If you recall, at the beginning of the year I decided to make it my year of letting go. In addition to my near Sisyphean task of disposing of unneeded belongings, I also planned on letting go of some unwanted emotions.
Today’s emotion is brought to you through a note my son brought home after helping a friend’s parents move. He parked his car on a street and spent several hours on a thankless and difficult task only to come back to a note on his car scolding him for parking on a public street.
While I understand that the space in front of a house is prime parking for the residents of that home, it is also not a crime to park there unless the neighborhood requires permits and you don’t have that permit (which is the case in our neighborhood — but if you have a permit for the neighborhood you can park anywhere, even if it is not in front of your own house). I also understand that most of the homes in neighborhoods around here have no garages.
This note is probably 3 years old, and I am mostly over it, but when I came across it in my recent purge attempts it made me angry again so therefore I needed to write about and then destroy the note.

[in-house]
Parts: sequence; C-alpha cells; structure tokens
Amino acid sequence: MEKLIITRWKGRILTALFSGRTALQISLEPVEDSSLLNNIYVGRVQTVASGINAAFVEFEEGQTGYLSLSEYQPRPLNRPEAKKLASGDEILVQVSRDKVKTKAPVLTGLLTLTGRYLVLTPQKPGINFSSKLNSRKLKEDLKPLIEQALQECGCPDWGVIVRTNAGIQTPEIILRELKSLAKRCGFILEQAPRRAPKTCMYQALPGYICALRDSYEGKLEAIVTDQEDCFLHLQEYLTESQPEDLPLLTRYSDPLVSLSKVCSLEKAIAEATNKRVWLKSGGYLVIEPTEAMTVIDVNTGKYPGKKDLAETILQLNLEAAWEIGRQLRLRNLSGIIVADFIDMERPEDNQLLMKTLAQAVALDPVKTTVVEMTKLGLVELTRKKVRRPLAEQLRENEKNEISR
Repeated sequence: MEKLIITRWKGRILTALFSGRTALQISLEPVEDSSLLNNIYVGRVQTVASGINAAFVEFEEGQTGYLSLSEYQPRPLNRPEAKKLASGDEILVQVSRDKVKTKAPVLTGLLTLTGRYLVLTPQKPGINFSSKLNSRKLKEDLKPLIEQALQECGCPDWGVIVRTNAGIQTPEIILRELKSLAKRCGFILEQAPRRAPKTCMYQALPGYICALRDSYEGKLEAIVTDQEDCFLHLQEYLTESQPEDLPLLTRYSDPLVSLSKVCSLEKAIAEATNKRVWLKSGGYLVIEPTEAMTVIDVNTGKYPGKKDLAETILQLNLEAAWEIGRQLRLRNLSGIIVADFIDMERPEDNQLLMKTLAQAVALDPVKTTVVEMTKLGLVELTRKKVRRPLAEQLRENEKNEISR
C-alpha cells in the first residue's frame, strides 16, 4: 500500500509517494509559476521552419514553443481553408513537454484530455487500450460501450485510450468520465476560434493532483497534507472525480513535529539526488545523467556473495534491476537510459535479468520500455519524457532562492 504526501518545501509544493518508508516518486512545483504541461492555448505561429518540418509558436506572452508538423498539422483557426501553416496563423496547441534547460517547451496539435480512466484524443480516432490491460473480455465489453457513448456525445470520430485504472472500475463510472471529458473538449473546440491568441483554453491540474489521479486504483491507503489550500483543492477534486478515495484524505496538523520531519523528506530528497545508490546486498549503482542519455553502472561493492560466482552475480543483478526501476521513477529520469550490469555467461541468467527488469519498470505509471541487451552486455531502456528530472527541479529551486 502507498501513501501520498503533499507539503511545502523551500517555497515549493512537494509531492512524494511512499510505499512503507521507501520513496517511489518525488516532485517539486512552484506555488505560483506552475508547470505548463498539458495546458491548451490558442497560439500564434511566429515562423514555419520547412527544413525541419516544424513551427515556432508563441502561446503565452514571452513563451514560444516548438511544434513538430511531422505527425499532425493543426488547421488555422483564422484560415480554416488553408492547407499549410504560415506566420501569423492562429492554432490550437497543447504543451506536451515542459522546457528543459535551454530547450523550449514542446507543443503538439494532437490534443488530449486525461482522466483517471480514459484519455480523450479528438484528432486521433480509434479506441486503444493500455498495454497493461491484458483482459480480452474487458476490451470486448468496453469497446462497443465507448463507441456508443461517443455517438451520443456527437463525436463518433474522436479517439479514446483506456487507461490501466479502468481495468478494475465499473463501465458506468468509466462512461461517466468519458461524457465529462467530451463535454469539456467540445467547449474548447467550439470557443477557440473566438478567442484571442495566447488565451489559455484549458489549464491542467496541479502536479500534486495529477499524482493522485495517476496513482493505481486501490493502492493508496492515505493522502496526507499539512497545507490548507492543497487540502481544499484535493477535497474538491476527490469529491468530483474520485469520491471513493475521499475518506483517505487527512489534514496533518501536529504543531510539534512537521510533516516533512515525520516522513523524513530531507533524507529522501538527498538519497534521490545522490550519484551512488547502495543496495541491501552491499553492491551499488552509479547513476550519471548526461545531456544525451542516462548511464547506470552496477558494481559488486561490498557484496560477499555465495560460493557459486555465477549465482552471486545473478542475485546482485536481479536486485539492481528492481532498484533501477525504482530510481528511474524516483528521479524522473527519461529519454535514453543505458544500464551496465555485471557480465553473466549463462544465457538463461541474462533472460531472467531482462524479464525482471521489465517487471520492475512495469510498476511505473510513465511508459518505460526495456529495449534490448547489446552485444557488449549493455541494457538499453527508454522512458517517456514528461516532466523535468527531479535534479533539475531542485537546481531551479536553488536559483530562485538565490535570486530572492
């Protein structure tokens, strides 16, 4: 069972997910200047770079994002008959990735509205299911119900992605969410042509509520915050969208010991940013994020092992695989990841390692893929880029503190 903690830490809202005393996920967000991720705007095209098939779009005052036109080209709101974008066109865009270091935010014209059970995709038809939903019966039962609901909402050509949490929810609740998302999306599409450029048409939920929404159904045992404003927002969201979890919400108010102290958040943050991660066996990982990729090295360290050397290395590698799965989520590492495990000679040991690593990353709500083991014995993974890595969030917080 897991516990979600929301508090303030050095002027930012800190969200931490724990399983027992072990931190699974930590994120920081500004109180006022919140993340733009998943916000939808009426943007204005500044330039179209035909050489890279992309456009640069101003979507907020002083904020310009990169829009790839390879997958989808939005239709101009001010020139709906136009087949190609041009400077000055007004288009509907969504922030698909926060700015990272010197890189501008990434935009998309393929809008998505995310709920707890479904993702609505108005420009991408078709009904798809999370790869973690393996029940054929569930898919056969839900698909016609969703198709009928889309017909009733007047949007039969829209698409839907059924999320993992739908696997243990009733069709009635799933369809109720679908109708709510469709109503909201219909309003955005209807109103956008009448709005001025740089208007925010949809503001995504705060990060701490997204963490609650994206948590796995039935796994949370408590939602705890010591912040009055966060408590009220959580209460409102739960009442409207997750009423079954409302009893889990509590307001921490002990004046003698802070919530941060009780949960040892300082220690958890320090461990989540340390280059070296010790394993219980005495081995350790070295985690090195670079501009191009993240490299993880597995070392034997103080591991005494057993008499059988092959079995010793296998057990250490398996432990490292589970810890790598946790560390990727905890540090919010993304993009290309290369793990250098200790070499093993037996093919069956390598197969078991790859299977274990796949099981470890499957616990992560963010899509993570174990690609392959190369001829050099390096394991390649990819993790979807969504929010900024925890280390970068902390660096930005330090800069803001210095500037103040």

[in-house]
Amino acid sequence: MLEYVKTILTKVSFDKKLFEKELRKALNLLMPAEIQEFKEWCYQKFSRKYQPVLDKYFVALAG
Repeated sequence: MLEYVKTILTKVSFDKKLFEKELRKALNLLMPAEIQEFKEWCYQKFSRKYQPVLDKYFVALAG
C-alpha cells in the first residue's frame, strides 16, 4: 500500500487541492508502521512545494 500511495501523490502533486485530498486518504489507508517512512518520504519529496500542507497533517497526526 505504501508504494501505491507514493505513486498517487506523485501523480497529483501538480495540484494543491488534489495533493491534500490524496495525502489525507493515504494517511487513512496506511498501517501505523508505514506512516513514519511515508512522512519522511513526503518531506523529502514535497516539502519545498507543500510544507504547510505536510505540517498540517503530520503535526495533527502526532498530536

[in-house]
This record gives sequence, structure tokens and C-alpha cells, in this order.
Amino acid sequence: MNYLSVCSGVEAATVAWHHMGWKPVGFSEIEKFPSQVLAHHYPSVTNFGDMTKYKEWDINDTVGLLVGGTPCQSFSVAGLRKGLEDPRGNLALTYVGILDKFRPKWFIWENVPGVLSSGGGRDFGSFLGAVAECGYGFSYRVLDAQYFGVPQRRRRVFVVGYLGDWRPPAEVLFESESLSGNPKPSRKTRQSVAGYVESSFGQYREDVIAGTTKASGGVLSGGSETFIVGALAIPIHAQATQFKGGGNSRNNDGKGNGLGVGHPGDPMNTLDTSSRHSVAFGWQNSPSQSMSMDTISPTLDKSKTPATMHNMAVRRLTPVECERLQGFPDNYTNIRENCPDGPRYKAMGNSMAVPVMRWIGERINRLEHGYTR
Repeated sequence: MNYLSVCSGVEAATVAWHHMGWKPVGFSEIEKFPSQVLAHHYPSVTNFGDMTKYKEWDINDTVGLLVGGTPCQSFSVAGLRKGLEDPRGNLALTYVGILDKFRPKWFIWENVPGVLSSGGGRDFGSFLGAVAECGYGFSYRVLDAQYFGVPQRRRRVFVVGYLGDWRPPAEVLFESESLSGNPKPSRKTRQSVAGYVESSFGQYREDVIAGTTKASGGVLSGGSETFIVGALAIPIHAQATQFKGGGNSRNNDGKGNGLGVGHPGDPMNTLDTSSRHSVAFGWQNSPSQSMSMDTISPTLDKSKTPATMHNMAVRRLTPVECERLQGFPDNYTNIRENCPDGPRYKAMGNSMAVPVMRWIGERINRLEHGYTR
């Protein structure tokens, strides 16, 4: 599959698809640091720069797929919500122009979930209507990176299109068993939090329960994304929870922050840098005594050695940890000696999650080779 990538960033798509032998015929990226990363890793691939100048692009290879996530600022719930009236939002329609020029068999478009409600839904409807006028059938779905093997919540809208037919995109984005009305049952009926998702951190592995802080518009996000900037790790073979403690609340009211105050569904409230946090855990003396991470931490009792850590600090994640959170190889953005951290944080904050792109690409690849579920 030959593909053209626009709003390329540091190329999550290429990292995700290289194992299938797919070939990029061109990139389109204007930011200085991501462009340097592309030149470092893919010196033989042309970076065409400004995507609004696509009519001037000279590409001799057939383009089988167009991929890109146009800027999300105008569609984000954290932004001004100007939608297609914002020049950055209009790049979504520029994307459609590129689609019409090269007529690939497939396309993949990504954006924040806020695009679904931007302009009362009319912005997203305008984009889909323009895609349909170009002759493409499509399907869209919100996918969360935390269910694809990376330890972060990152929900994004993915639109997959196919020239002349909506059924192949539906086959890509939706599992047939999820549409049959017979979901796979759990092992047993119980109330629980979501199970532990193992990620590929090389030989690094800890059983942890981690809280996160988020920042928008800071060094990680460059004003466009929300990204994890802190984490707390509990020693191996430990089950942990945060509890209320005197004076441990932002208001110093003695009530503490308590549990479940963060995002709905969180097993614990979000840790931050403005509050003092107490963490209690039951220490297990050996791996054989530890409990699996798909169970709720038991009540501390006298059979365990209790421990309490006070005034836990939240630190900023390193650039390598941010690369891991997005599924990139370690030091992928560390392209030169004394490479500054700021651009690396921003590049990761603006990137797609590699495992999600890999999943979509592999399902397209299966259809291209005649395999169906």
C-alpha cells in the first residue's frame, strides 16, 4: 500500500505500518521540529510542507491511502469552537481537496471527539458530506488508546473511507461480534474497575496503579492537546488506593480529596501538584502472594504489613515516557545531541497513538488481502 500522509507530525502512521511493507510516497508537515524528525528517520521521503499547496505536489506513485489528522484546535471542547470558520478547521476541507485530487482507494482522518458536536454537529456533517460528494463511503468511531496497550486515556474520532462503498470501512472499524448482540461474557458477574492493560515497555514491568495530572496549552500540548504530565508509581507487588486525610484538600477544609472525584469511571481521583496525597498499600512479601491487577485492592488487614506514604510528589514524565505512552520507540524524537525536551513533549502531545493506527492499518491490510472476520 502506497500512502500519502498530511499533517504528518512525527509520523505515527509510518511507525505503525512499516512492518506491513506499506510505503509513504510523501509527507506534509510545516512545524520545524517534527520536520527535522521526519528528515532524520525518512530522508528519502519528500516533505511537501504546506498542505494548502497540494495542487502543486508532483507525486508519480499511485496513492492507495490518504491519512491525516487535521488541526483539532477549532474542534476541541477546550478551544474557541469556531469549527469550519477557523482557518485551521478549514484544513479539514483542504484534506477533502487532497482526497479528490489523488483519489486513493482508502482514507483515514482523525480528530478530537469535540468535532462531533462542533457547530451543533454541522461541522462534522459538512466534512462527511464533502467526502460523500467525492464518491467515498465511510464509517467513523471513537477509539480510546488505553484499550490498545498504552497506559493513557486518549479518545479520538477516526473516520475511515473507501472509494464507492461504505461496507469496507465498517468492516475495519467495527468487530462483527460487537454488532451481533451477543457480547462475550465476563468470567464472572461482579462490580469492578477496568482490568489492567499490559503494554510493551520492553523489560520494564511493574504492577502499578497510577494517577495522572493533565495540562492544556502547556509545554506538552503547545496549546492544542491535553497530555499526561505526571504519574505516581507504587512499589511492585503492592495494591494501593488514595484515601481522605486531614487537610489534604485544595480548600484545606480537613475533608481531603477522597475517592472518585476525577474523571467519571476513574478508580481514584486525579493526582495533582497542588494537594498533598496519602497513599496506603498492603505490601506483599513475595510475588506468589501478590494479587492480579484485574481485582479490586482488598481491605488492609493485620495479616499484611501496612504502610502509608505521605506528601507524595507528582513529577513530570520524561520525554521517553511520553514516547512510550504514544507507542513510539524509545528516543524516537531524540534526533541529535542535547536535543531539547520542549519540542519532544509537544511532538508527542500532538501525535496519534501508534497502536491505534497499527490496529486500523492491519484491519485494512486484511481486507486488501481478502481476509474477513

Sometimes when I think about my Grandma Patrick, I think of her as being a little uncaring — or at least feeling that I was not one of her favorite grandchildren. I then remember the time she gave me money to buy a tee-shirt that my mom would not pay for and then I find this note that probably contained more cash than I expected for my trip to England. I do think she used money for love sometimes, but maybe she thought she had to.
Just another object I am getting rid of after posting here.
Xmas 1978 To Dona Patrick, from Grandma Patrick
Have a very happy Christmas in England. We will all be missing you, but we will be thinking of you. Merry Xmas from us all. Grandma. Use this Gift where you most need it. Love Grandma.
She died about 5 years later. Okay, I am not throwing it away.
Not counting my personal ones, I have fourteen Bibles (actually most of them are just half the Bible) that belonged to one, now gone, family member or another. I have at least one for three of my grandparents, three that were my mom’s and four that were my fathers if you count the Bible that the funeral home gave us. I also have my mom’s brother’s New Testament that I will send to my cousin. My favorite is my Grandpa Green’s Mason Bible.
I read that Bibles can be thrown away with no ceremony, but I am uncomfortable doing so. I will probably put them in a box in the kneewall again, providing nourishment for the silverfish.
Or, they could be a Christmas decoration next year.